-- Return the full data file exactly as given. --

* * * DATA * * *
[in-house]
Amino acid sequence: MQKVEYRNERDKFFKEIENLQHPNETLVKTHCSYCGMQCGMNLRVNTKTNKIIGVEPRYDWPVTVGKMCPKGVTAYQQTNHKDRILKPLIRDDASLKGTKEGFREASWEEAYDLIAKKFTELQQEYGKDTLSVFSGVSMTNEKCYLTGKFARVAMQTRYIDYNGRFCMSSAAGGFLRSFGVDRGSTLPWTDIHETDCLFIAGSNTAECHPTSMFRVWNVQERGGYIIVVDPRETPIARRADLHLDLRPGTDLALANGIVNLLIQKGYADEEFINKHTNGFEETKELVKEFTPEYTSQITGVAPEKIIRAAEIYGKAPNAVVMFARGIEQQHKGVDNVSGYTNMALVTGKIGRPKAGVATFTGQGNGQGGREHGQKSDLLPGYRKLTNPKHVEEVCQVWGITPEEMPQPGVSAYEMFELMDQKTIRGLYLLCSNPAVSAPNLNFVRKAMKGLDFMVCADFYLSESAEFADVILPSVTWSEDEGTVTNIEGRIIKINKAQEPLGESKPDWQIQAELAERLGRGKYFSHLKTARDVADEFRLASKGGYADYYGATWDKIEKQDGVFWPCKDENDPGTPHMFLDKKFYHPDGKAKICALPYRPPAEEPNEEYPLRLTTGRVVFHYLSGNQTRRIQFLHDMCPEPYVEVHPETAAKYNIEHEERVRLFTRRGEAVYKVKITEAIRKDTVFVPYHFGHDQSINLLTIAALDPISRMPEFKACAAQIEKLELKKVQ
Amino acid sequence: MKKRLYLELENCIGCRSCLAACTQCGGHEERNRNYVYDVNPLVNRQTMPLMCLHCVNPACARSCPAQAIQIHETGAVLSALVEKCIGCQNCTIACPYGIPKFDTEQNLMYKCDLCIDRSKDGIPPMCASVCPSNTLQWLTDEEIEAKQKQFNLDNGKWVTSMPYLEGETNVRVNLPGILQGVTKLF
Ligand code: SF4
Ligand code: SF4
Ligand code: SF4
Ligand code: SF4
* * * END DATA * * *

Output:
[in-house]
Amino acid sequence: MQKVEYRNERDKFFKEIENLQHPNETLVKTHCSYCGMQCGMNLRVNTKTNKIIGVEPRYDWPVTVGKMCPKGVTAYQQTNHKDRILKPLIRDDASLKGTKEGFREASWEEAYDLIAKKFTELQQEYGKDTLSVFSGVSMTNEKCYLTGKFARVAMQTRYIDYNGRFCMSSAAGGFLRSFGVDRGSTLPWTDIHETDCLFIAGSNTAECHPTSMFRVWNVQERGGYIIVVDPRETPIARRADLHLDLRPGTDLALANGIVNLLIQKGYADEEFINKHTNGFEETKELVKEFTPEYTSQITGVAPEKIIRAAEIYGKAPNAVVMFARGIEQQHKGVDNVSGYTNMALVTGKIGRPKAGVATFTGQGNGQGGREHGQKSDLLPGYRKLTNPKHVEEVCQVWGITPEEMPQPGVSAYEMFELMDQKTIRGLYLLCSNPAVSAPNLNFVRKAMKGLDFMVCADFYLSESAEFADVILPSVTWSEDEGTVTNIEGRIIKINKAQEPLGESKPDWQIQAELAERLGRGKYFSHLKTARDVADEFRLASKGGYADYYGATWDKIEKQDGVFWPCKDENDPGTPHMFLDKKFYHPDGKAKICALPYRPPAEEPNEEYPLRLTTGRVVFHYLSGNQTRRIQFLHDMCPEPYVEVHPETAAKYNIEHEERVRLFTRRGEAVYKVKITEAIRKDTVFVPYHFGHDQSINLLTIAALDPISRMPEFKACAAQIEKLELKKVQ
Amino acid sequence: MKKRLYLELENCIGCRSCLAACTQCGGHEERNRNYVYDVNPLVNRQTMPLMCLHCVNPACARSCPAQAIQIHETGAVLSALVEKCIGCQNCTIACPYGIPKFDTEQNLMYKCDLCIDRSKDGIPPMCASVCPSNTLQWLTDEEIEAKQKQFNLDNGKWVTSMPYLEGETNVRVNLPGILQGVTKLF
Ligand code: SF4
Ligand code: SF4
Ligand code: SF4
Ligand code: SF4